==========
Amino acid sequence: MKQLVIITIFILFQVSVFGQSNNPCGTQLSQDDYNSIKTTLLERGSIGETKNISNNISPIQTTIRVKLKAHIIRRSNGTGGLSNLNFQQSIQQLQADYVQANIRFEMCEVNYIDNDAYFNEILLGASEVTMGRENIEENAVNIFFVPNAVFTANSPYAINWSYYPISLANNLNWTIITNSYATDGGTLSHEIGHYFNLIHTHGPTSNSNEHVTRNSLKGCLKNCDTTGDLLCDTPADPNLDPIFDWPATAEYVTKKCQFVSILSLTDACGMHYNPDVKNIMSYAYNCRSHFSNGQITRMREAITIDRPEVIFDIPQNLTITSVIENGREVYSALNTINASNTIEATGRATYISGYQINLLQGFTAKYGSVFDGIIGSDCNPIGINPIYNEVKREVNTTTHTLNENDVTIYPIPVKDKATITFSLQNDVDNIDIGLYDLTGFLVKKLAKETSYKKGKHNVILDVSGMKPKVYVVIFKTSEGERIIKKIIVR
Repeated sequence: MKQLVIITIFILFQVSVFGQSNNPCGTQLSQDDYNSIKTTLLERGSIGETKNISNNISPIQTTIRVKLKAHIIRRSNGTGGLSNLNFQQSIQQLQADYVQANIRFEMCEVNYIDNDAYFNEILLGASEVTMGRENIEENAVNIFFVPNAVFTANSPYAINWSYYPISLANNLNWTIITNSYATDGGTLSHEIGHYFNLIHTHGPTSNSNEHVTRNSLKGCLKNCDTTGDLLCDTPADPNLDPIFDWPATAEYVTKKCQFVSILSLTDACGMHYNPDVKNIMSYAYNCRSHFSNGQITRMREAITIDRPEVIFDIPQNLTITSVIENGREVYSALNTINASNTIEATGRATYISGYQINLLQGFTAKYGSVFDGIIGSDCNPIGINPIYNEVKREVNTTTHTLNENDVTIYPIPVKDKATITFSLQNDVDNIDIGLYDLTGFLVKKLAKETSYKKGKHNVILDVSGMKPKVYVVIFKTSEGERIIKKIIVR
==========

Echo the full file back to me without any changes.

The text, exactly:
Amino acid sequence: MKQLVIITIFILFQVSVFGQSNNPCGTQLSQDDYNSIKTTLLERGSIGETKNISNNISPIQTTIRVKLKAHIIRRSNGTGGLSNLNFQQSIQQLQADYVQANIRFEMCEVNYIDNDAYFNEILLGASEVTMGRENIEENAVNIFFVPNAVFTANSPYAINWSYYPISLANNLNWTIITNSYATDGGTLSHEIGHYFNLIHTHGPTSNSNEHVTRNSLKGCLKNCDTTGDLLCDTPADPNLDPIFDWPATAEYVTKKCQFVSILSLTDACGMHYNPDVKNIMSYAYNCRSHFSNGQITRMREAITIDRPEVIFDIPQNLTITSVIENGREVYSALNTINASNTIEATGRATYISGYQINLLQGFTAKYGSVFDGIIGSDCNPIGINPIYNEVKREVNTTTHTLNENDVTIYPIPVKDKATITFSLQNDVDNIDIGLYDLTGFLVKKLAKETSYKKGKHNVILDVSGMKPKVYVVIFKTSEGERIIKKIIVR
Repeated sequence: MKQLVIITIFILFQVSVFGQSNNPCGTQLSQDDYNSIKTTLLERGSIGETKNISNNISPIQTTIRVKLKAHIIRRSNGTGGLSNLNFQQSIQQLQADYVQANIRFEMCEVNYIDNDAYFNEILLGASEVTMGRENIEENAVNIFFVPNAVFTANSPYAINWSYYPISLANNLNWTIITNSYATDGGTLSHEIGHYFNLIHTHGPTSNSNEHVTRNSLKGCLKNCDTTGDLLCDTPADPNLDPIFDWPATAEYVTKKCQFVSILSLTDACGMHYNPDVKNIMSYAYNCRSHFSNGQITRMREAITIDRPEVIFDIPQNLTITSVIENGREVYSALNTINASNTIEATGRATYISGYQINLLQGFTAKYGSVFDGIIGSDCNPIGINPIYNEVKREVNTTTHTLNENDVTIYPIPVKDKATITFSLQNDVDNIDIGLYDLTGFLVKKLAKETSYKKGKHNVILDVSGMKPKVYVVIFKTSEGERIIKKIIVR